Throughout the first three phases of the Marvel Cinematic Universe, certain magic objects appear which each contained one of the six Infinity Stones. What are Infinity Stones? Let’s let Academy Award winner Benicio del Toro explain:
By Avengers: Infinity War, a character named Thanos has begun collecting these stones, with the goal of being able to manipulate any aspect of the universe to his wishes - and ultimately wipe out half of the population.
To tie this to the NHL, no GM is as evil as Thanos (but some owners may be. Looking at you, Eugene Melnyk) but each is trying to collect certain types of players with the goal of building a Stanley Cup-winning roster. Each stone can represent a type of player which can be critical to team success.
Note: I have not read the comics, so my knowledge of the stones comes only from the MCU. To watch any of these films, sign up for the Disney+/Hulu/ESPN+ bundle here. Vox Media has affiliate partnerships. These do not influence editorial content, though Vox Media may earn commissions for products purchased via affiliate links.
First we’ll start with an obvious one: the Power Stone. This stone can destroy an entire planet. Even as hockey has grown more fast and skilled, there is still no substitute for physicality. Just ask the Josh Anderson-shaped bruise left on the Tampa Bay Lightning last spring:
Next, the Mind Stone. It can be used to control minds and read thoughts, and also to enhance the mental capacity of those who wield it. I’ll say this stone relates to hockey IQ. Not just the players who are educated, but the players who can think one step ahead of their opponents. Those who can see the game in different ways. The mind stone resided in the head of the character who was literally named Vision. The perfect example of this trait is the Great One himself, Wayne Gretzky. It was his sense for the game that benefited him more than physical traits alone, as he accumulated more assists than any other player has in total points.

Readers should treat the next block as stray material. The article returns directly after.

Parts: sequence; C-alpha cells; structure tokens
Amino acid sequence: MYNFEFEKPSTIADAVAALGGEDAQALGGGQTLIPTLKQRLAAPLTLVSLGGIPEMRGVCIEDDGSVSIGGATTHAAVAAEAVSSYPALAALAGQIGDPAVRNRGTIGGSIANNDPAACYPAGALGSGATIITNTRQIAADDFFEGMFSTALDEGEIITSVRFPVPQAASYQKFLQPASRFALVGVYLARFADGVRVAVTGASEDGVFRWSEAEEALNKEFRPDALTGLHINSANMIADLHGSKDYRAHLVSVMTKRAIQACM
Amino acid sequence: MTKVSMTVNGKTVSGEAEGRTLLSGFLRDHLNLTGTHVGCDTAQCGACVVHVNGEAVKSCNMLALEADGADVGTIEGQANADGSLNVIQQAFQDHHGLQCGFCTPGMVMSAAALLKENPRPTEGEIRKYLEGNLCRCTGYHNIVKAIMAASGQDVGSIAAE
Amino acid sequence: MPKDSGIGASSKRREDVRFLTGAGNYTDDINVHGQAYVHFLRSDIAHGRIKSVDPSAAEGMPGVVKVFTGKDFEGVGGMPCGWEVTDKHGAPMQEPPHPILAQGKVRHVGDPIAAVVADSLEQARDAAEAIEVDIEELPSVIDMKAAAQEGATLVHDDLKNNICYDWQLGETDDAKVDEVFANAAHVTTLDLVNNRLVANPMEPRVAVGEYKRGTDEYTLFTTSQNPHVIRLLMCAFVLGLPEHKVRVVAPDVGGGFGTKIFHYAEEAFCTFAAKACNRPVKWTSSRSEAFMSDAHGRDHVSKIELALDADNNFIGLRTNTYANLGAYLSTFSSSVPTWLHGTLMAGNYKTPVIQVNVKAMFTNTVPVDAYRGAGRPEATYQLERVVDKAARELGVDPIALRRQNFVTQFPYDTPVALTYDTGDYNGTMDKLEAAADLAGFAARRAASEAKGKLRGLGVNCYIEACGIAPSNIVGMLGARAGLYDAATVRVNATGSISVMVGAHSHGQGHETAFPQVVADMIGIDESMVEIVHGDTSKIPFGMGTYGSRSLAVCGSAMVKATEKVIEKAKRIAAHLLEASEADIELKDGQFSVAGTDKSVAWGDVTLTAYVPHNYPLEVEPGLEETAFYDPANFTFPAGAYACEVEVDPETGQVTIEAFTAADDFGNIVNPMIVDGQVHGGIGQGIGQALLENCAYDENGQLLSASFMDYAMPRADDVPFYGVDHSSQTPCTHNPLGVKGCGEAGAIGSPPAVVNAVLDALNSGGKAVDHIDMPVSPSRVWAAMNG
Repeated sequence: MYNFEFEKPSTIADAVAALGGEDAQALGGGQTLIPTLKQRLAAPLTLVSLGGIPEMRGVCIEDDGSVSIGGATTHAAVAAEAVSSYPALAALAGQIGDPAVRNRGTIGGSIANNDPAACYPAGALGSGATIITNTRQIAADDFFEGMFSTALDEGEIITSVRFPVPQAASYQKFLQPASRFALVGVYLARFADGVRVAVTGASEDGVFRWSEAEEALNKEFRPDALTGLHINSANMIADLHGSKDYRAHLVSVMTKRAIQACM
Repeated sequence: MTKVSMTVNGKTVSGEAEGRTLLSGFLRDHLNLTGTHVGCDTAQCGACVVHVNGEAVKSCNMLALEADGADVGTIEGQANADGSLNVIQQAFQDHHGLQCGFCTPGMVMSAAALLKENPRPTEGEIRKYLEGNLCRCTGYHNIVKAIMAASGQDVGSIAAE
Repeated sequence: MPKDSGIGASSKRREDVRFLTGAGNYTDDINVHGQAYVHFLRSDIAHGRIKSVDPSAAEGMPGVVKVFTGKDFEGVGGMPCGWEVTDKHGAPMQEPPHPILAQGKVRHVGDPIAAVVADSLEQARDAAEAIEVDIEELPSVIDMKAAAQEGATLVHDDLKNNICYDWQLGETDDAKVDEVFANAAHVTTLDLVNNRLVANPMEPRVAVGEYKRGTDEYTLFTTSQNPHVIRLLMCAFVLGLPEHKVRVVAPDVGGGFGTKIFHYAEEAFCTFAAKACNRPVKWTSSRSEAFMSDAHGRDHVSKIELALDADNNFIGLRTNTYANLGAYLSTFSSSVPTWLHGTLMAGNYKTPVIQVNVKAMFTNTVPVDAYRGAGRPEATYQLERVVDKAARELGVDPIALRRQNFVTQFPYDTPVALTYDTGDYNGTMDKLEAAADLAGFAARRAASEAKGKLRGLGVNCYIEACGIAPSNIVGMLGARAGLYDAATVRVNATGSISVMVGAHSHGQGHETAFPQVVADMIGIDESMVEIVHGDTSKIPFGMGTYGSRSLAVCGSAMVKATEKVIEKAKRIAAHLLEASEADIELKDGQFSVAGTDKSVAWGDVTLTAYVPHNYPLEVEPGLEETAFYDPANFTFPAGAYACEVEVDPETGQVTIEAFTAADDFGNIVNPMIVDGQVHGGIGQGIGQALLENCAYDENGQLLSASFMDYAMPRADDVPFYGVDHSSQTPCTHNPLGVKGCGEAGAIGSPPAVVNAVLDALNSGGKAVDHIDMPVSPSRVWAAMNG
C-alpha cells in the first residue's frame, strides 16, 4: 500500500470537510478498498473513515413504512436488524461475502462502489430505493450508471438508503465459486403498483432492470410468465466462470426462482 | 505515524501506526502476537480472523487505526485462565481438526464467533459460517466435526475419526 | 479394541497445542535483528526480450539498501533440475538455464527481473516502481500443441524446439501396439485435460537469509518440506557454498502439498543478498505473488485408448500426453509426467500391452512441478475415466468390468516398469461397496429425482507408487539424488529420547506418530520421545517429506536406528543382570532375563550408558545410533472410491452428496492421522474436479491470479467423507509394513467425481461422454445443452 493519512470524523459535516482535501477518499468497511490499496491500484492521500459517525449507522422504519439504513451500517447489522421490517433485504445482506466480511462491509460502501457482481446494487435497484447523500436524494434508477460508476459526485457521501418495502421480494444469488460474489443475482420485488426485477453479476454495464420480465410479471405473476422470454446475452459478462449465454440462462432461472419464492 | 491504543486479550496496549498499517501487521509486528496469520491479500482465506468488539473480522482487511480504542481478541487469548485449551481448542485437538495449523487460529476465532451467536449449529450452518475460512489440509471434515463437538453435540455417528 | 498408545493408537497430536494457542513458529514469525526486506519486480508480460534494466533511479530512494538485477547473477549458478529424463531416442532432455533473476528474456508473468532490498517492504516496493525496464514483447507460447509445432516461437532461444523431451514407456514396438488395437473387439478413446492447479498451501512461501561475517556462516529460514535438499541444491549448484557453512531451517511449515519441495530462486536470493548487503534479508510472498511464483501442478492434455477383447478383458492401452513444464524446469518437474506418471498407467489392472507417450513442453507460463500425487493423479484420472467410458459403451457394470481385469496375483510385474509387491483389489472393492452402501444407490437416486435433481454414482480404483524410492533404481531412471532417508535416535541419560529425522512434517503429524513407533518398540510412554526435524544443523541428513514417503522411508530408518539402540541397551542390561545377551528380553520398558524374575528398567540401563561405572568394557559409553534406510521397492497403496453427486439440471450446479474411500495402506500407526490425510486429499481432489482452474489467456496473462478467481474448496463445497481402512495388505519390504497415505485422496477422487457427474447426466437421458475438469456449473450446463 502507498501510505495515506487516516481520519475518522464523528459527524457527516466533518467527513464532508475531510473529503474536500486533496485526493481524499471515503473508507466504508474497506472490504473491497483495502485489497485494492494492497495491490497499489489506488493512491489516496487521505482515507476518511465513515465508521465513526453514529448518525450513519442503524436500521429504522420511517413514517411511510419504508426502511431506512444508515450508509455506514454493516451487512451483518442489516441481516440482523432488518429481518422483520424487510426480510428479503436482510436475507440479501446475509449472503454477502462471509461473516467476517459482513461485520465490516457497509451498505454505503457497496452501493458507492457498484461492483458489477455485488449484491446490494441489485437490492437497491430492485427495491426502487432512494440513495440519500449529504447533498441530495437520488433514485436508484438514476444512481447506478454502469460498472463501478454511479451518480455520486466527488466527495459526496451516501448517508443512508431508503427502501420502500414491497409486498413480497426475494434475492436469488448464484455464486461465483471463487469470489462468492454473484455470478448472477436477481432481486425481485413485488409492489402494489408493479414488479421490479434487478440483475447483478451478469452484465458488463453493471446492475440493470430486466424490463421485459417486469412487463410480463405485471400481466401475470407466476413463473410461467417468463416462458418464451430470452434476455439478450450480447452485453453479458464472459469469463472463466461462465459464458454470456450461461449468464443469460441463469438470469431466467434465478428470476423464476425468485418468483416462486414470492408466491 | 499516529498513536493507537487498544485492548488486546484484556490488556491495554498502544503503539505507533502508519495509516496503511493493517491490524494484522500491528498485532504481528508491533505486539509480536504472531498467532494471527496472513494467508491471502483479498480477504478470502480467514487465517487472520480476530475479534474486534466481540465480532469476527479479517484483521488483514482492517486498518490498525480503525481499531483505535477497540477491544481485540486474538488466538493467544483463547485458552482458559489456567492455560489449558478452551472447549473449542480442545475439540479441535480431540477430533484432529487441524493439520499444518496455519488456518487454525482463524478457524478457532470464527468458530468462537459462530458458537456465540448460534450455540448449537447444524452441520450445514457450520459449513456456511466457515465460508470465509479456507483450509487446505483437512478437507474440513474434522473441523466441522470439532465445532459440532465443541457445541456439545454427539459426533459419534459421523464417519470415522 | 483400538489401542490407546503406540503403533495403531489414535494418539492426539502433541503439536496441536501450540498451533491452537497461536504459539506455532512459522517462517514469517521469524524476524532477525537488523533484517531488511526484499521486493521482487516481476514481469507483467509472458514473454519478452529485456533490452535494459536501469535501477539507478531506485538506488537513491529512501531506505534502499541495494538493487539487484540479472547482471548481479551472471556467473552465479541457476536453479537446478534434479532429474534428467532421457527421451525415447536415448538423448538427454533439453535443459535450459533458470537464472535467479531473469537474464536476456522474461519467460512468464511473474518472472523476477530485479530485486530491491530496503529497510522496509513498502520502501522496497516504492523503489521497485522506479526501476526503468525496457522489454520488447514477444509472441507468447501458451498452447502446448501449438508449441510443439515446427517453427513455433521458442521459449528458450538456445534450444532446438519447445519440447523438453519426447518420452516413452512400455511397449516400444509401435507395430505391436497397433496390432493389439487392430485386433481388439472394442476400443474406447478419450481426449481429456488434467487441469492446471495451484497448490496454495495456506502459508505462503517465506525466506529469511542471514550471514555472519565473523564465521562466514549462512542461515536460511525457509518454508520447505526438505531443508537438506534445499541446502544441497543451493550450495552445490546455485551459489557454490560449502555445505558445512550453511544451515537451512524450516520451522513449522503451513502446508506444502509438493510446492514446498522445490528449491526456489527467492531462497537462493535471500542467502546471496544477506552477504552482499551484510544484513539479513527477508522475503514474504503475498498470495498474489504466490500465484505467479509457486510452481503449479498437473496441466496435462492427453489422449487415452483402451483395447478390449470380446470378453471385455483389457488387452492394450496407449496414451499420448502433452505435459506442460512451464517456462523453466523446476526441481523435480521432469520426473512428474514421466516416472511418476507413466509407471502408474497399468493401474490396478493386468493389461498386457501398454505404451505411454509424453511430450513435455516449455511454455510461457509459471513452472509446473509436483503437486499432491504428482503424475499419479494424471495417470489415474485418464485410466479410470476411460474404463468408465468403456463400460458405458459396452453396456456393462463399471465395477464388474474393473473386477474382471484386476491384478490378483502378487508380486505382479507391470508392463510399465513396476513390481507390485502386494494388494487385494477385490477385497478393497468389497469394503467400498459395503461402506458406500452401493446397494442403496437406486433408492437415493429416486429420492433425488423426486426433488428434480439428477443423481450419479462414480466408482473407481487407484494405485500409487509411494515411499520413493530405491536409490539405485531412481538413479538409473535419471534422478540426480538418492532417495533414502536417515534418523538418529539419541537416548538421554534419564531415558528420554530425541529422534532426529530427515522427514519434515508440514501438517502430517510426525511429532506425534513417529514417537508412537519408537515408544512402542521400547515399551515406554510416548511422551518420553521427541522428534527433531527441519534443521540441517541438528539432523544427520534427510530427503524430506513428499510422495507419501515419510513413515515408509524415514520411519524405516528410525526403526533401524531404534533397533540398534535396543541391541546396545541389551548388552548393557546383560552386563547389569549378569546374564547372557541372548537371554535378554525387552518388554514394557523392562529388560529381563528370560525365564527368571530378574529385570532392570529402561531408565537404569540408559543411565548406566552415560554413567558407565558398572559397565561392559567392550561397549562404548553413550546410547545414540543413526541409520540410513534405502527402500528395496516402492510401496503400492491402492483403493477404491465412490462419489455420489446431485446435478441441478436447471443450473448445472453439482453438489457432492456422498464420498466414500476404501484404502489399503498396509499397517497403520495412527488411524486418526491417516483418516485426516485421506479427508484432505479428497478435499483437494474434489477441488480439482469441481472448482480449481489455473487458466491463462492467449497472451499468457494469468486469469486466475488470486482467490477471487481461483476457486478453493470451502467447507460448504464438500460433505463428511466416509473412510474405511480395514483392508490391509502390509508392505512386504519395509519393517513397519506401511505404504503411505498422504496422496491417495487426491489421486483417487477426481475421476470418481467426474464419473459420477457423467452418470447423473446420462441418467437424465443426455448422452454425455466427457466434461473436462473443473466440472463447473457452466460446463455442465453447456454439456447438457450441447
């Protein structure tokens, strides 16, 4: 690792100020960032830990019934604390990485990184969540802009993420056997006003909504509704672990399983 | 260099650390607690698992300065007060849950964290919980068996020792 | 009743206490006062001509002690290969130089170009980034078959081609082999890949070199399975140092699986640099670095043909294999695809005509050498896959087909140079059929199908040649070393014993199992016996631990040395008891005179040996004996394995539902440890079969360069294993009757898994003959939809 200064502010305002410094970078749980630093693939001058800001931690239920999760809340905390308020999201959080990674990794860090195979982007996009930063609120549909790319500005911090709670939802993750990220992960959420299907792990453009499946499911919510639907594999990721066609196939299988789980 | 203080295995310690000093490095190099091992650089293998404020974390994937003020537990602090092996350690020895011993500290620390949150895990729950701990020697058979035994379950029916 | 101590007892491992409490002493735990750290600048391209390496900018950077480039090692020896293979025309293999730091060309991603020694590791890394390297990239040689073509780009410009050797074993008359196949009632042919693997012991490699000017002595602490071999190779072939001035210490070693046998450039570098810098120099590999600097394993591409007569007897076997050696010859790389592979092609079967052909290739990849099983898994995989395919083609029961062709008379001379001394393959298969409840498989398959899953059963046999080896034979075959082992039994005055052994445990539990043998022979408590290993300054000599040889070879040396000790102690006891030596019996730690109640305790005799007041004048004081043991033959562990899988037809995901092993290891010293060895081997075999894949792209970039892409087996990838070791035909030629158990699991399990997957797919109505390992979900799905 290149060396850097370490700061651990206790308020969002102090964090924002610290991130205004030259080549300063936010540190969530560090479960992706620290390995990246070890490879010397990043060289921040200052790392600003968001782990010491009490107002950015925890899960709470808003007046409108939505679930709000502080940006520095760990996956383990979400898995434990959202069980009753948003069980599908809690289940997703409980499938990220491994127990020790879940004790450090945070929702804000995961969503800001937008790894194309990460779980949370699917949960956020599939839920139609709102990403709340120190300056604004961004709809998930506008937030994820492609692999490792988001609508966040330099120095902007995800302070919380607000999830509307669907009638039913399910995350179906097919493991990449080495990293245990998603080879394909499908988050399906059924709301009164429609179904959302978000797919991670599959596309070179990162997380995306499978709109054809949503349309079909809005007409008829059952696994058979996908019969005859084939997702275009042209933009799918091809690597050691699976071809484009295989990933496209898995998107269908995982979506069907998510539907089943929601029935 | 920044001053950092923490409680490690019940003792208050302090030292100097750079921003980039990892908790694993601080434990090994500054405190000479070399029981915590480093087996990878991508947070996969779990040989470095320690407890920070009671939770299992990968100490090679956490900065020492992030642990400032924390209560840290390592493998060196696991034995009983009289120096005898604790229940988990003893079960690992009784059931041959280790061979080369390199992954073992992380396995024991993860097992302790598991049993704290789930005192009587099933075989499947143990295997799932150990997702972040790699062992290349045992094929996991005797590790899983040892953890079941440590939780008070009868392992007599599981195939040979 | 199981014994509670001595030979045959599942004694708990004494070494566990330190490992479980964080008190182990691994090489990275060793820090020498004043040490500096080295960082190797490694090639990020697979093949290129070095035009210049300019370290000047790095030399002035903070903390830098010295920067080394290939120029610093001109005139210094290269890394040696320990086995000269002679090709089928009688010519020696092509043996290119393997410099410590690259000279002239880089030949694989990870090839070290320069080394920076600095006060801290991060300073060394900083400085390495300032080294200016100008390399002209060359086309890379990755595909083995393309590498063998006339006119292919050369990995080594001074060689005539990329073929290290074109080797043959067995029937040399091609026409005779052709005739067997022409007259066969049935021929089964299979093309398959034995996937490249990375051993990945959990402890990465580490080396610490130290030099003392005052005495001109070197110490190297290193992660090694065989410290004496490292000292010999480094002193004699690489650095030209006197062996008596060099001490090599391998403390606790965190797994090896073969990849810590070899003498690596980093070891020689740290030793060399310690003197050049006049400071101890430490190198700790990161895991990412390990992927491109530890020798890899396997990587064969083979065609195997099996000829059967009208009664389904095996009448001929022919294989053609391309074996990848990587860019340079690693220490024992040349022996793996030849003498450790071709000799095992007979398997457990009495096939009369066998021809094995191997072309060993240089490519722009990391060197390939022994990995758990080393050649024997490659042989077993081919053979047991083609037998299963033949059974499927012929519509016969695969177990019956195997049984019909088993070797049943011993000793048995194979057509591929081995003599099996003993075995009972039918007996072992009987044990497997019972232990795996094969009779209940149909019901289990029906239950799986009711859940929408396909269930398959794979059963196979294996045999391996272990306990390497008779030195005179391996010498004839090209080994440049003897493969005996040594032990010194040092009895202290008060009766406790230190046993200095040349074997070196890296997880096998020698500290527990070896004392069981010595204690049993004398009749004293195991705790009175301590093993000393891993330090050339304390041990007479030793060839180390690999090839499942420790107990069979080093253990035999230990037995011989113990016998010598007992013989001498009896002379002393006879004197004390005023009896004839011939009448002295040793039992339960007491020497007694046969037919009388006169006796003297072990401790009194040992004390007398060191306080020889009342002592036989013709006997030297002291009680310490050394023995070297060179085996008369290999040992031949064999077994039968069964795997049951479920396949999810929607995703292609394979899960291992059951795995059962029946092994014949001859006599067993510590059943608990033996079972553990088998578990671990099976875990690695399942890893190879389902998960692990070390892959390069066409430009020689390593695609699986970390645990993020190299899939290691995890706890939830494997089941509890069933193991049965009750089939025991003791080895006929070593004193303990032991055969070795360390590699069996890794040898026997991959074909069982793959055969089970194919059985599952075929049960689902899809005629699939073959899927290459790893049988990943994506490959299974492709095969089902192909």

The Time Stone can send you back and forth through time. It can also stall time. Veteran experience is critical to guide a locker room through a deep playoff run. There are players this season who appear to be immune to the ravages of time. Joe Thornton had 51 points last year at age 39. Defensemen Ron Hainsey (39) and Zdeno Chara (43) each were averaging over 20 minutes per game this season. Chara still towers over his competition (literally).
The Space Stone can transport you across the galaxy in the blink of an eye. The ability to cover ground quickly is as important in hockey today as ever. Connor McDavid has won the Fastest Skater competition three times, and may well be the fastest I’ve had the fortune to see in person. You can blink and it seems as though he’s covered 2⁄3 the length of the ice.
The Reality Stone can warp the laws of physics. The elite playmakers do things with the puck that make you think “how is that possible?”
Finally, there’s the Soul Stone. What we see of this stone in the films is that it requires a great sacrifice to obtain it. In hockey parlance, these are the gritty glue guys that put their bodies on the line in every shift. Throw hits, take hits, block shots - whatever it takes. There’s no finer example of this than Matt Calvert in 2016. He made a huge sacrifice, then earned a great reward in the end.
As you can see, the Columbus Blue Jackets have possessed most of these at one time, but have they ever had all at once? What will it take get that?
Are there any hockey “stones” that I missed?